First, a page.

Kenney Memorial Hospital

132 W. Kinney Street

Organized September 1, 1927

(became Community Hospital in 1934)

Additional Images

Celebrating the Legacy of Kenney Hospital
by the Newark Preservation & Landmarks Committee
Page 1, 2, 3, 4&5, 6, 7, 8

Kenney Memorial Hospital
By Robert M. White MD
Page 1, 2, 3, 4, 5, 6, 7
1999 Star-Ledger Article
Page 1 Page 2

Both New Jersey Register and the National Register of Historic Places have recognized Kenney Memorial Hospital/Community Hospital (Mays JC, a hospital for blacks, as achieving historic status. The Newark building, now a church, provided treatment and training. Star-Ledger. Feb. 27, 2004, p. 35, 38; Waller J. Closing the medical racial divide. In 1927, a doctor's Newark Hospital for black practitioners made history. Star-Ledger. June 1, 2005, p. 19, 20). At the time of the historic designations, it appears that Kenney Memorial Hospital may be the first and the only hospital in Newark named to both the New Jersey Register and the National Register of Historic Places.

In the May 1999 issue of the Journal of the National Medical Association appeared an article on Kenney Memorial Hospital of Newark, NJ and its founder, Dr. John A. Kenney.

Born into humble beginnings in the rural South, Dr. John A. Kenney may have been one of the most influential African American physicians of the twentieth century. As founder, Associate Editor for 8 years, and Editor-in-Chief for 32 years of the Journal of the National Medical Association, he brought the writings and voices of African American medical professionals to life. Through his vision, courage, and hardiness, Dr. Kenney was a major contributor to the creation and development of African American organized medicine, the founding of African American hospitals, and the training and employment of African American nurses. Clearly, he was a symbol of leadership in medicine.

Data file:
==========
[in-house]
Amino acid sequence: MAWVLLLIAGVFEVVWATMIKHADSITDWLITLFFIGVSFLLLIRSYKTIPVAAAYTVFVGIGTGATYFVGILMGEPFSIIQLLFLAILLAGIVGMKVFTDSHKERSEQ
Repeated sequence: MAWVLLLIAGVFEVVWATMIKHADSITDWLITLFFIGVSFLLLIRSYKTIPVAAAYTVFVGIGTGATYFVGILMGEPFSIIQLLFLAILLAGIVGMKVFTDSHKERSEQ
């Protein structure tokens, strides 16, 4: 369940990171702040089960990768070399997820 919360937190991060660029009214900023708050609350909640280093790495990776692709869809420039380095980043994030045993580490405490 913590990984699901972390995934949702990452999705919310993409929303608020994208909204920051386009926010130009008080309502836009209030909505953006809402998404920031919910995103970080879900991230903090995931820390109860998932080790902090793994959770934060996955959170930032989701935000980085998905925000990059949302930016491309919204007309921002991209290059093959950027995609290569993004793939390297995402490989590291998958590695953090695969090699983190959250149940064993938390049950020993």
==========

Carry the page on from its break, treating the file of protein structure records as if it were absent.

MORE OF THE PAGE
In 1923, Dr. Kenney risked his life against the Ku Klux Klan so that African Americans would have the opportunity to run the Tuskegee Veterans Administration Hospital--a newly built facility for African American World War I veterans. It was this stance that forced him to flee Tuskegee, AL for Newark, NJ.

Now, in over 20 years of medical practice, for the first time, he was without a hospital, i.e., he and his African American clientele were not welcome in the hospitals in Newark. Out of exigency Dr. Kenney built his own hospital--Kenney Memorial Hospital--and paid for it with his own money. The hospital opened its doors on September 1, 1927 at 132 West Kinney Street, Newark, NJ. This hospital, for many years, was the only hospital that African Americans in New Jersey had access as physicians, interns and nursing trainees, and patients.

Dr. Kenney had the unique distinction of developing two important hospitals in different regions, and separated by a thousand miles. The other hospital was the John A. Andrew Memorial Hospital, Tuskegee, AL.

When confronted with discord over the conversion of his private hospital in Newark to a community hospital, he stunned representatives of both opposing hospital committees by donating the hospital to the African American community of New Jersey on Christmas Eve 1934. Dr. Kenney once wrote, "despise not the day of small beginnings". More than 50 years have elapsed since Dr. Kenney's passing. Who would have thought that those 30 hospital beds on West Kinney Street would have so much meaning today?

The historic site that was once Kenney Memorial Hospital is now New Salem Baptist Church.


Paulette Horton has just completed a book called, "Death in 60 Days: Who silenced Booker T. Washington". In it she states that there was a conspiracy in his death and that Booker T. Washington was assassinated. Dr. Kenney was Booker T. Washington's physician. His name was forged on the death certificate.